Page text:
Anorak

The Consumer | Anorak - Part 6

The Consumer Category

We bring you the chic and unique, the best and most bizarre shopping offers both online and offline. We offer you tips on where to buy, and some of the less mainstream and crazy, individual and offbeat items on the internet. Anything that can be bought and sold can be featured here. And we love showcasing the best and worst art and design.

For sale: kinky pagan leggings with hoofs

hoof boots 3

 

Blair Ondria’s Etsy shop Chaos Costume gives you the chance to dress like an extra from the Lion The Witch & The Wardrobe. 

“The construction of these hooves will be of high strength resin fused to a heelless 4 inch shoes. The arch is rigid plastic, and does not bend, so it keeps that beautiful silhouette, effortlessly.”

 

Are they comfortable?

Q: How hard are these to walk in?
A: Not very – if you’ve walked in stiletto heels, it’s about like that. They are very easy to move in, and do not roll-back easily.

Tails are optional.

 

hoof boots 4

 

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Posted: 20th, August 2015 | In: News, The Consumer | Comment | Follow the Comments on our RSS feed:RSS 2.0


Arsenal Balls: Gunners buy Benzema and his diamond ball

benzema diamond ballThe news cycle whirls with what might be the most specious football story of the year. The Sydney Morning Herald tells us:
Arsenal target Karim Benzema spends a fortune on a diamond ball
To which you can only wonder what he plans to kick it with. Solid gold boots would be too soft. How about  goethite, a material found in the mouths of limpets? Sure millions of the creatures would have to die to enable Benzema to work on his ball skills but it’s surely what they would have wanted.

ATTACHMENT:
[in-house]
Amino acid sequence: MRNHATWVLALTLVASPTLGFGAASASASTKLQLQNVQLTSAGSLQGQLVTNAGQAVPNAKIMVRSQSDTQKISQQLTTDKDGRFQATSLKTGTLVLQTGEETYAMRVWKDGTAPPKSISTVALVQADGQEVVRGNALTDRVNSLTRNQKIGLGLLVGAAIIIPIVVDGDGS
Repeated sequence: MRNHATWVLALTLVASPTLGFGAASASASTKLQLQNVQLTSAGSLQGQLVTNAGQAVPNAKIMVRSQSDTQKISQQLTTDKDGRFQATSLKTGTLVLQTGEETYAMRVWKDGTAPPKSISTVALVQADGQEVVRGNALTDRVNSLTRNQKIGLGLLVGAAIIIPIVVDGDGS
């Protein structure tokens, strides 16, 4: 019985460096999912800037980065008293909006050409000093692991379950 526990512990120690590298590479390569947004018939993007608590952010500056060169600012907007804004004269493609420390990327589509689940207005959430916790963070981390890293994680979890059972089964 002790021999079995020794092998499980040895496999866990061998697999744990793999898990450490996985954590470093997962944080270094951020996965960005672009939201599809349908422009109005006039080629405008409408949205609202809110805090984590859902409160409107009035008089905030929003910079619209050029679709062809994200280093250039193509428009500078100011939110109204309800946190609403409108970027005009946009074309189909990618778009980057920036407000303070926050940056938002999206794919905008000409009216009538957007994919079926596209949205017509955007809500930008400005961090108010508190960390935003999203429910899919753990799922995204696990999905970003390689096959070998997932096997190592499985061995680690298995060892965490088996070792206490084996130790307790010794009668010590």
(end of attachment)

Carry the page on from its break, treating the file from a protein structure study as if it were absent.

The story continues:
If Real Madrid striker Karim Benzema makes his much-speculated move to English Premier League giants Arsenal, he could bring with him his new prized possession, a $340,000 soccer ball. The 27-year-old French goal-scorer, who has been on the Gunners’ hit-list for months, reportedly purchased the 1,250 carat ball encrusted with 72,000 diamonds from a celebrity jeweller.
Fair enough. It’s his money. We only hope he writes his name on it lest it get muddled up with everyone else’s when he check into the Emirates.

Update: Every paper says Benzema has agreed to join Arsenal for £45m.

Posted: 20th, August 2015 | In: Arsenal, News, Sports, The Consumer | Comment | Follow the Comments on our RSS feed:RSS 2.0


The saddest aisle in the supermarket (photo)

The saddest aisle in the supermarket

 

This is the saddest aisle in the supermarket.

Spotter: @TechnicallyRon

Posted: 19th, August 2015 | In: The Consumer | Comment | Follow the Comments on our RSS feed:RSS 2.0


Video: how to make a frisbee into a lethal weapon

 

Now to get a Hard Ticket to Hawaii – scroll down for the killer frisbee.

Spotter: b3ta

Posted: 18th, August 2015 | In: Technology, The Consumer | Comment | Follow the Comments on our RSS feed:RSS 2.0


Design fail: University of North Texas coffee mug

university of texas coffee mug

 

 

Spotter: $10, Karen!

Posted: 15th, August 2015 | In: The Consumer | Comment (1) | Follow the Comments on our RSS feed:RSS 2.0


Splorch: enlarge your sex life with a rubber ovipositor (Video)

An ovipositor is an “organ used by some animals for the laying of eggs”. And you can buy one made from a veiny rubber.

 

ovipositor

 

It’s called the ‘Splorch’:

 

 

Spotter: JWZ

Posted: 7th, August 2015 | In: Strange But True, The Consumer | Comment | Follow the Comments on our RSS feed:RSS 2.0


Jo Malone does more in 25 minutes that you’d want to do in a day

Jo Malone beauty regimeHow does Jo Malone “get ready” to go out? She tells the Guardian that her regime take 25 minutes.

I multitask. I’ll make a face mask, jump into the bath with my favourite Pomelo bath cologne and, yes, I always light a candle. I like a glass of wine, too – there is a pink called Whispering Angel that comes in tiny bottles, so I can have just a glass. I’ll put some oil – either jojoba or vitamin E – on my hands and feet: nothing looks worse than dry feet if you’re wearing sandals.

Who ran the bath? How big is the bath? Is it a bird bath? Can she make a face mask faster than Zorro?